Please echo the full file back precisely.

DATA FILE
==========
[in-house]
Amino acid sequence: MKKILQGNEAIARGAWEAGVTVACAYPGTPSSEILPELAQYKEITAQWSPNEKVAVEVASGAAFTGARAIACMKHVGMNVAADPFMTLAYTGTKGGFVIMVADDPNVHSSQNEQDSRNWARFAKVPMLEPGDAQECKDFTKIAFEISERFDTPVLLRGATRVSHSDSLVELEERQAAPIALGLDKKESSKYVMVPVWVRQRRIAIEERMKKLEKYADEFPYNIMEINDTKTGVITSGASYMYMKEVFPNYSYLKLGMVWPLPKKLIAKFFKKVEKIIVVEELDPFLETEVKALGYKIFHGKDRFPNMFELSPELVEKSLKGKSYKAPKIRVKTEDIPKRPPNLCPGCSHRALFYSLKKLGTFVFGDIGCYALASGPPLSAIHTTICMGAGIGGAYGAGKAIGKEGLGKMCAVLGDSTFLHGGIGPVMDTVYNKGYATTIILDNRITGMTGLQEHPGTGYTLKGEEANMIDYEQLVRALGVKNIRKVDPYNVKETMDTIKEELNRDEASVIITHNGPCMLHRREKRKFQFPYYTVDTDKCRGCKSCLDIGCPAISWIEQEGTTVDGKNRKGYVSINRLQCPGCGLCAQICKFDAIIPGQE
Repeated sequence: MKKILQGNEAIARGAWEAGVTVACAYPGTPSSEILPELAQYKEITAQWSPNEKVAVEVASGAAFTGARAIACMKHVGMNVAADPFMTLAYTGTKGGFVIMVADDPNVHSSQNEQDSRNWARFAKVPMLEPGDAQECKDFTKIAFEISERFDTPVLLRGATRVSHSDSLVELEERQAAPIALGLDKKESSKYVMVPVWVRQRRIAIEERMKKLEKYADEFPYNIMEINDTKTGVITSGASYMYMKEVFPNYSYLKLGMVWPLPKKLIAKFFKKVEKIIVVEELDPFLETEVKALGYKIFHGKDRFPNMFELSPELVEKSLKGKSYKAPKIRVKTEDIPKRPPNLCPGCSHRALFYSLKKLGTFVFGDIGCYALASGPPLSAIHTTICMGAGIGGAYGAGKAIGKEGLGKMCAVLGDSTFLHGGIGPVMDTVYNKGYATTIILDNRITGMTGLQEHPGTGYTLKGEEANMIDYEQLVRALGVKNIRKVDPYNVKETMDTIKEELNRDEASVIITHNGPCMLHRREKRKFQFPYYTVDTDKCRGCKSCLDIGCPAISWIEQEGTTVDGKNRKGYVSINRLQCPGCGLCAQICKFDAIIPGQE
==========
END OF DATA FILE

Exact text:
[in-house]
Amino acid sequence: MKKILQGNEAIARGAWEAGVTVACAYPGTPSSEILPELAQYKEITAQWSPNEKVAVEVASGAAFTGARAIACMKHVGMNVAADPFMTLAYTGTKGGFVIMVADDPNVHSSQNEQDSRNWARFAKVPMLEPGDAQECKDFTKIAFEISERFDTPVLLRGATRVSHSDSLVELEERQAAPIALGLDKKESSKYVMVPVWVRQRRIAIEERMKKLEKYADEFPYNIMEINDTKTGVITSGASYMYMKEVFPNYSYLKLGMVWPLPKKLIAKFFKKVEKIIVVEELDPFLETEVKALGYKIFHGKDRFPNMFELSPELVEKSLKGKSYKAPKIRVKTEDIPKRPPNLCPGCSHRALFYSLKKLGTFVFGDIGCYALASGPPLSAIHTTICMGAGIGGAYGAGKAIGKEGLGKMCAVLGDSTFLHGGIGPVMDTVYNKGYATTIILDNRITGMTGLQEHPGTGYTLKGEEANMIDYEQLVRALGVKNIRKVDPYNVKETMDTIKEELNRDEASVIITHNGPCMLHRREKRKFQFPYYTVDTDKCRGCKSCLDIGCPAISWIEQEGTTVDGKNRKGYVSINRLQCPGCGLCAQICKFDAIIPGQE
Repeated sequence: MKKILQGNEAIARGAWEAGVTVACAYPGTPSSEILPELAQYKEITAQWSPNEKVAVEVASGAAFTGARAIACMKHVGMNVAADPFMTLAYTGTKGGFVIMVADDPNVHSSQNEQDSRNWARFAKVPMLEPGDAQECKDFTKIAFEISERFDTPVLLRGATRVSHSDSLVELEERQAAPIALGLDKKESSKYVMVPVWVRQRRIAIEERMKKLEKYADEFPYNIMEINDTKTGVITSGASYMYMKEVFPNYSYLKLGMVWPLPKKLIAKFFKKVEKIIVVEELDPFLETEVKALGYKIFHGKDRFPNMFELSPELVEKSLKGKSYKAPKIRVKTEDIPKRPPNLCPGCSHRALFYSLKKLGTFVFGDIGCYALASGPPLSAIHTTICMGAGIGGAYGAGKAIGKEGLGKMCAVLGDSTFLHGGIGPVMDTVYNKGYATTIILDNRITGMTGLQEHPGTGYTLKGEEANMIDYEQLVRALGVKNIRKVDPYNVKETMDTIKEELNRDEASVIITHNGPCMLHRREKRKFQFPYYTVDTDKCRGCKSCLDIGCPAISWIEQEGTTVDGKNRKGYVSINRLQCPGCGLCAQICKFDAIIPGQE